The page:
India gives cola giants all-clear
NEW DELHI, India (CNN) -- The Indian government says soft drinks sold by Coca Cola and Pepsi are safe to drink.
Earlier this month, a study carried out by the Center for Science and Environment (CSE) concluded the drinks contained dangerous levels of pesticides.
The environmental group said the drinks had up to 40 times more pesticide than permitted under European Union regulations and could potentially be dangerous to humans if taken over a long time.
But on Thursday, India's health minister Sushma Swaraj blasted the CSE's findings as inaccurate, telling parliament that while they found pesticide in both drinks, they were not as high as the CSE's and were well within Indian standards.
In India only bottled water is subject to government regulations on pesticides.
The director of the CSE has defended the group's findings and called for tighter regulations on the quality of water used in the manufacture of the drinks.
In recent days, protests have broken out on an almost daily basis, with angry consumers emptying bottles on the streets.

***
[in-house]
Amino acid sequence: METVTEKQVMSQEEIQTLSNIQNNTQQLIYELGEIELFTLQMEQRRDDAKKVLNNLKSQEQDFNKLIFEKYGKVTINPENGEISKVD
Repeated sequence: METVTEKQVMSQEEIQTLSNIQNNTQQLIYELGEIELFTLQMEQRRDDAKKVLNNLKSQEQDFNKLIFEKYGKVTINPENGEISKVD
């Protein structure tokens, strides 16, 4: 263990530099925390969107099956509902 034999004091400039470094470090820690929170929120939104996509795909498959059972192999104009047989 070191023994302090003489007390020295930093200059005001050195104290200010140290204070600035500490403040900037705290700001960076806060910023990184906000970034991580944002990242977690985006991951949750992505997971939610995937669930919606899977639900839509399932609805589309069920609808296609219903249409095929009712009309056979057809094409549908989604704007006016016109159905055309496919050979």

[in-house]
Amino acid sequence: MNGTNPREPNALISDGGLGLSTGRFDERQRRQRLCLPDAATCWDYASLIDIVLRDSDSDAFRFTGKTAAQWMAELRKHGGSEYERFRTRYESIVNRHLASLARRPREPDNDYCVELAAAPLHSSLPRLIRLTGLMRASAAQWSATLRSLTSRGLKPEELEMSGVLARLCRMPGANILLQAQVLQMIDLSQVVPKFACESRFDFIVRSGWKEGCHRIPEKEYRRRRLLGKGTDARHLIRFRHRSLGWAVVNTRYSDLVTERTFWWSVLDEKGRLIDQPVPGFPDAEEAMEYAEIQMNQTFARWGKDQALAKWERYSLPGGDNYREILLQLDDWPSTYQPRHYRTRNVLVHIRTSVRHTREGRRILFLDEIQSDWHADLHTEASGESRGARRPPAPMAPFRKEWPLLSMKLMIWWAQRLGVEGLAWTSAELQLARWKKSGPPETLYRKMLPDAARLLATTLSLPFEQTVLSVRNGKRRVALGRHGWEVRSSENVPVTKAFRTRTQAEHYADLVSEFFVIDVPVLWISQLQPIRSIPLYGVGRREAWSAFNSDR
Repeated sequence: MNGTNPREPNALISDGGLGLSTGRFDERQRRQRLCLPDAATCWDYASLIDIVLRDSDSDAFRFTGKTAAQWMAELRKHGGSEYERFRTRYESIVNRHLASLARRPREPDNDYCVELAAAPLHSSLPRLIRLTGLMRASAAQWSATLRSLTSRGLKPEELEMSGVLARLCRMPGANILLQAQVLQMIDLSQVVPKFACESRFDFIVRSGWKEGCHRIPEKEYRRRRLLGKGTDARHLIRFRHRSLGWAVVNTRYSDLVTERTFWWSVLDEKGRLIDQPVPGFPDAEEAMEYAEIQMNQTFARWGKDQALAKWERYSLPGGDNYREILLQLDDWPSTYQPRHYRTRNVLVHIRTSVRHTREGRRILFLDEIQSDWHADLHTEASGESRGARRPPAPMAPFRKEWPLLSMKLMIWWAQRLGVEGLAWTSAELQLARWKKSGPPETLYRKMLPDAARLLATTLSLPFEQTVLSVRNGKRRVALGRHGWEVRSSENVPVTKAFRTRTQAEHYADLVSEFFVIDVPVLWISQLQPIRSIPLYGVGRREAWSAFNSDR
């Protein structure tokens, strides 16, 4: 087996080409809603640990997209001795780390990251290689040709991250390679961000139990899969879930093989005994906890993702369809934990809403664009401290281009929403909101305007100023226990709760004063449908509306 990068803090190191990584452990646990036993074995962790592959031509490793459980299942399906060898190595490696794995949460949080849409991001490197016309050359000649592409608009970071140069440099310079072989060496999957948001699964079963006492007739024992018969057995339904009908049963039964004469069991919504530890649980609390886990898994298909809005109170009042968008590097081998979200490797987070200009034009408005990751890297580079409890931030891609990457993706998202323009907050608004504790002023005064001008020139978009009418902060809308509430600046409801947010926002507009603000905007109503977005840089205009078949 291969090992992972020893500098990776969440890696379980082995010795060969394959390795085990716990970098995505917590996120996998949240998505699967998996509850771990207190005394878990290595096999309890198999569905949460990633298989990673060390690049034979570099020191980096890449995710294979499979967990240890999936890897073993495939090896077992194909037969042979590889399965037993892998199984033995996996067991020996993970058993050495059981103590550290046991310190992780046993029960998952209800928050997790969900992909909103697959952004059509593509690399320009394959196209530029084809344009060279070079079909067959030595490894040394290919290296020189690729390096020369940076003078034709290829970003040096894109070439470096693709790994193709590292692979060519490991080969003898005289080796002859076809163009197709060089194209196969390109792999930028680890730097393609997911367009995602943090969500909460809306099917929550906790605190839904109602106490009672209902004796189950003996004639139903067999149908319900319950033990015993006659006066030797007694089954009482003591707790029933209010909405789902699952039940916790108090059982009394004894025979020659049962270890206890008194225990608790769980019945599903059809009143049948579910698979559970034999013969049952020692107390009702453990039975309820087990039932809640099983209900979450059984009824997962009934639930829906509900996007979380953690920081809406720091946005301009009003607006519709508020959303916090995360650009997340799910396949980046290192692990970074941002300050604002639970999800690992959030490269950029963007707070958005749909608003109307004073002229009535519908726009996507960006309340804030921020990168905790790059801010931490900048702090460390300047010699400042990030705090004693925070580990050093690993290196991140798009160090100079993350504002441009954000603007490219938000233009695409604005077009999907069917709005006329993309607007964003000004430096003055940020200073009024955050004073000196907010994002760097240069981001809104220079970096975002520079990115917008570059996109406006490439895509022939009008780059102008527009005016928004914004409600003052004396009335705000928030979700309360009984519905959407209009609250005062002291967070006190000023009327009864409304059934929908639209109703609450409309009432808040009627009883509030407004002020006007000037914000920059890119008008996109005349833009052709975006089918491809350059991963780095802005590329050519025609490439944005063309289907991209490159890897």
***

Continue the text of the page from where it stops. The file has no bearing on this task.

Lawmakers have called for a ban on Coca-Cola and Pepsi Cola over the pesticide allegations.
Both Pepsi and Coke -- which dominate India's $1.5 billion soft drink industry -- are taking an unusually united stance insisting their brands are safe and meet international standards.
While the Indian market represents only slim revenues for both companies worldwide, Pepsi and Coke are keen the issue is capped as soon as possible to minimize damage to their global image.
No longer on menu
Coca-Cola has filed a lawsuit against CSE and its director, Sunita Narain, while Pepsi won a court order for the government to carry out independent testing.
Despite these efforts, sales of the products have slumped by 35 to 40 percent in India.
A number of Indian states have banned Coca-Cola and Pepsi drinks, the Indian parliament has removed the drinks from its cafeteria shelves, while Indian Airlines has said it is no longer serving Coke or Pepsi unless passengers request it.
Several central government MPs have fired off angry letters to the health ministry demanding to know how much pesticide is permitted in Indian soft drinks and seeking clarification of food and beverage standards
The CSE found residues of common agricultural pesticides -- especially DDT, lindane, chlorpyrifo and malathion -- on Indian-made Coca-Cola, Pepsi, Fanta, Sprite, 7-up, Mountain Dew.
India's health minister said the government's tests found no traces of DDT or malathion, which are banned from use in many parts of the world.
-- CNN's Ram Ramgopal in New Delhi contributed to this report